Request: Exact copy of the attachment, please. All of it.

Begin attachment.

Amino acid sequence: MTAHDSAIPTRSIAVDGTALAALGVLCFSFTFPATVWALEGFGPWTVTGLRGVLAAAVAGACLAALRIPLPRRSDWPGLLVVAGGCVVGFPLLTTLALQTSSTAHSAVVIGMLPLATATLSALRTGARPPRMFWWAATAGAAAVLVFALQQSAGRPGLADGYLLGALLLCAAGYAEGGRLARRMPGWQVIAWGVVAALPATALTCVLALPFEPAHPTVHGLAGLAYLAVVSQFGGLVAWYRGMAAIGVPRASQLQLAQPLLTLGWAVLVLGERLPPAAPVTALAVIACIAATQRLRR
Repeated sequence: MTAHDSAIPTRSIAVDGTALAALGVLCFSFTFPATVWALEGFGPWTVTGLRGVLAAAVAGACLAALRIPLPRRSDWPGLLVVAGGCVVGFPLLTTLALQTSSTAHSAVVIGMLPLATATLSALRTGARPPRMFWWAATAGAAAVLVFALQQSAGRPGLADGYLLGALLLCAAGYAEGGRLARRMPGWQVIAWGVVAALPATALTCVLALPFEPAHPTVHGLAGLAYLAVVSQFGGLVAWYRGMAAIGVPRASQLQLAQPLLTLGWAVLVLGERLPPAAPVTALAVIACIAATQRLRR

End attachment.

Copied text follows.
Amino acid sequence: MTAHDSAIPTRSIAVDGTALAALGVLCFSFTFPATVWALEGFGPWTVTGLRGVLAAAVAGACLAALRIPLPRRSDWPGLLVVAGGCVVGFPLLTTLALQTSSTAHSAVVIGMLPLATATLSALRTGARPPRMFWWAATAGAAAVLVFALQQSAGRPGLADGYLLGALLLCAAGYAEGGRLARRMPGWQVIAWGVVAALPATALTCVLALPFEPAHPTVHGLAGLAYLAVVSQFGGLVAWYRGMAAIGVPRASQLQLAQPLLTLGWAVLVLGERLPPAAPVTALAVIACIAATQRLRR
Repeated sequence: MTAHDSAIPTRSIAVDGTALAALGVLCFSFTFPATVWALEGFGPWTVTGLRGVLAAAVAGACLAALRIPLPRRSDWPGLLVVAGGCVVGFPLLTTLALQTSSTAHSAVVIGMLPLATATLSALRTGARPPRMFWWAATAGAAAVLVFALQQSAGRPGLADGYLLGALLLCAAGYAEGGRLARRMPGWQVIAWGVVAALPATALTCVLALPFEPAHPTVHGLAGLAYLAVVSQFGGLVAWYRGMAAIGVPRASQLQLAQPLLTLGWAVLVLGERLPPAAPVTALAVIACIAATQRLRR